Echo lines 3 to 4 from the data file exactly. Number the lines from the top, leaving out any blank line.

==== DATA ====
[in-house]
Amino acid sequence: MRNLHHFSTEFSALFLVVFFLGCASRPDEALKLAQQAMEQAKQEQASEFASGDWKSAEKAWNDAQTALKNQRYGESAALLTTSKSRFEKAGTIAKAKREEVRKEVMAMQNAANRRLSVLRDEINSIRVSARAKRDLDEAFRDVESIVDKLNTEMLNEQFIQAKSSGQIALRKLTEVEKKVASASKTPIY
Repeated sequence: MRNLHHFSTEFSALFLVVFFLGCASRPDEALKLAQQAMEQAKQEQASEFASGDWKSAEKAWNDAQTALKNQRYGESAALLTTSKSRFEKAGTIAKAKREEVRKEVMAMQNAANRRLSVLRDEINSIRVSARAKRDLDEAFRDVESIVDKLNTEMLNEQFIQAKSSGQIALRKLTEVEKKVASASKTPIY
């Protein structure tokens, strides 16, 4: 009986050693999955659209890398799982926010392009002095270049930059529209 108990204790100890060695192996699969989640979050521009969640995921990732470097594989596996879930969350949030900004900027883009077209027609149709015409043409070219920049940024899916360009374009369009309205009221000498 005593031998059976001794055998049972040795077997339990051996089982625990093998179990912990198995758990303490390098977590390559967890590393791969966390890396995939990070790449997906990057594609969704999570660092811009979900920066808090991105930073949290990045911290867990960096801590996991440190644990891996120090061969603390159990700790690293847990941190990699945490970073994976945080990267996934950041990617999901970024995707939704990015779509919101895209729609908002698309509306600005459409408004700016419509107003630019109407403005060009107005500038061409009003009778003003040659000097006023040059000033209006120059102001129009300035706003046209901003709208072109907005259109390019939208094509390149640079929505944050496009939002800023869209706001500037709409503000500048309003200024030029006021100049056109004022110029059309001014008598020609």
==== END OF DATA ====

Repeated sequence: MRNLHHFSTEFSALFLVVFFLGCASRPDEALKLAQQAMEQAKQEQASEFASGDWKSAEKAWNDAQTALKNQRYGESAALLTTSKSRFEKAGTIAKAKREEVRKEVMAMQNAANRRLSVLRDEINSIRVSARAKRDLDEAFRDVESIVDKLNTEMLNEQFIQAKSSGQIALRKLTEVEKKVASASKTPIY
């Protein structure tokens, strides 16, 4: 009986050693999955659209890398799982926010392009002095270049930059529209 108990204790100890060695192996699969989640979050521009969640995921990732470097594989596996879930969350949030900004900027883009077209027609149709015409043409070219920049940024899916360009374009369009309205009221000498 005593031998059976001794055998049972040795077997339990051996089982625990093998179990912990198995758990303490390098977590390559967890590393791969966390890396995939990070790449997906990057594609969704999570660092811009979900920066808090991105930073949290990045911290867990960096801590996991440190644990891996120090061969603390159990700790690293847990941190990699945490970073994976945080990267996934950041990617999901970024995707939704990015779509919101895209729609908002698309509306600005459409408004700016419509107003630019109407403005060009107005500038061409009003009778003003040659000097006023040059000033209006120059102001129009300035706003046209901003709208072109907005259109390019939208094509390149640079929505944050496009939002800023869209706001500037709409503000500048309003200024030029006021100049056109004022110029059309001014008598020609």